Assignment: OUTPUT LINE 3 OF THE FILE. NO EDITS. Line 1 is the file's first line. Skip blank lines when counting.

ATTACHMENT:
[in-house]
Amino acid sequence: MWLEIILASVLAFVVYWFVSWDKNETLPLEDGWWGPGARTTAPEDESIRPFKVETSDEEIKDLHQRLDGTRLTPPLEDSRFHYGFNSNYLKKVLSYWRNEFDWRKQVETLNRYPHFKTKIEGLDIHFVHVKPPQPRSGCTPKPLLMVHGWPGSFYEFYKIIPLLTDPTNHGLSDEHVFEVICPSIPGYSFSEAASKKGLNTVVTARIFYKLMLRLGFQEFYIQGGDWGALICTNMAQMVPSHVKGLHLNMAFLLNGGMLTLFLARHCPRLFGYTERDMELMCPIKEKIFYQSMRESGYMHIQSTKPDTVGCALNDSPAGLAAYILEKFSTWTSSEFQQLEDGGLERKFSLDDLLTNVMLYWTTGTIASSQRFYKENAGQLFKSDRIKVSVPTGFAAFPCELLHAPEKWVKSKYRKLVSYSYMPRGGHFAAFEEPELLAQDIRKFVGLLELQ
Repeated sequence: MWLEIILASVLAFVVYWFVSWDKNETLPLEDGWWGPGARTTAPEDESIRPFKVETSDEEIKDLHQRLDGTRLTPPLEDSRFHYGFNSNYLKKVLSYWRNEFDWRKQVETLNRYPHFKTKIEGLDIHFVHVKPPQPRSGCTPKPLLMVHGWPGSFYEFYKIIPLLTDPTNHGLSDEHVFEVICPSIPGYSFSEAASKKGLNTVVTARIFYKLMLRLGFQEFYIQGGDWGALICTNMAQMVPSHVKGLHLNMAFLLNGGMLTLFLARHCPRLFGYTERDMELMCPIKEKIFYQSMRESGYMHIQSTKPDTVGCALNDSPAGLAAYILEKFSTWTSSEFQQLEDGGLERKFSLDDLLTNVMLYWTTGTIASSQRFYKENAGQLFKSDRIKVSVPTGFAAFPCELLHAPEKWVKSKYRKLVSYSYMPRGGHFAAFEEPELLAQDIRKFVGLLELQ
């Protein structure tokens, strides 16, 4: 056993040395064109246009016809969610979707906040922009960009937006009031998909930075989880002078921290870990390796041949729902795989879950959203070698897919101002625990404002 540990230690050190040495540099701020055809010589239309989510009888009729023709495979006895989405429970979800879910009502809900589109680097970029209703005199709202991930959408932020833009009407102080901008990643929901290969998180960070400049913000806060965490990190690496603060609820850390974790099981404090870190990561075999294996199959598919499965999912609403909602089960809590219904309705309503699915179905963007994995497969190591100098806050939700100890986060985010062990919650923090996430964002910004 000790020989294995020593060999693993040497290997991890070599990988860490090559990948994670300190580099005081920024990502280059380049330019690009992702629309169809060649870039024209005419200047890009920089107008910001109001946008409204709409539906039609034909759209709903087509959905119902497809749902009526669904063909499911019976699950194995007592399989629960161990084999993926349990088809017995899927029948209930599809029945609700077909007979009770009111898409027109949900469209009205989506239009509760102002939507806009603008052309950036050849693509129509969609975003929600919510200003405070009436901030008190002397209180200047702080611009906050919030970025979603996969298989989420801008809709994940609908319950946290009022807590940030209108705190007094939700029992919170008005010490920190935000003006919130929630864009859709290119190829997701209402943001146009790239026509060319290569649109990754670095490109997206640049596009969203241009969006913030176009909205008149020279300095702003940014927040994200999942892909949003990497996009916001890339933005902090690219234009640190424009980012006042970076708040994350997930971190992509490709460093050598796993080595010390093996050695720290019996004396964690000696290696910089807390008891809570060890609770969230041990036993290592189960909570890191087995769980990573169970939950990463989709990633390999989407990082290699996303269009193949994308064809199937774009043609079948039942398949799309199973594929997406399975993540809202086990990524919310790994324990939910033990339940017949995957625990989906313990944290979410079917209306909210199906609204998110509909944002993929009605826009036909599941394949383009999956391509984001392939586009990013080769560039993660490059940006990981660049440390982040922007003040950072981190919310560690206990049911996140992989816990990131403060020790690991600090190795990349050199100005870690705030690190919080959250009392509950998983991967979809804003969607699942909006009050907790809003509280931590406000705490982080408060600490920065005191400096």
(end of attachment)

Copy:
Repeated sequence: MWLEIILASVLAFVVYWFVSWDKNETLPLEDGWWGPGARTTAPEDESIRPFKVETSDEEIKDLHQRLDGTRLTPPLEDSRFHYGFNSNYLKKVLSYWRNEFDWRKQVETLNRYPHFKTKIEGLDIHFVHVKPPQPRSGCTPKPLLMVHGWPGSFYEFYKIIPLLTDPTNHGLSDEHVFEVICPSIPGYSFSEAASKKGLNTVVTARIFYKLMLRLGFQEFYIQGGDWGALICTNMAQMVPSHVKGLHLNMAFLLNGGMLTLFLARHCPRLFGYTERDMELMCPIKEKIFYQSMRESGYMHIQSTKPDTVGCALNDSPAGLAAYILEKFSTWTSSEFQQLEDGGLERKFSLDDLLTNVMLYWTTGTIASSQRFYKENAGQLFKSDRIKVSVPTGFAAFPCELLHAPEKWVKSKYRKLVSYSYMPRGGHFAAFEEPELLAQDIRKFVGLLELQ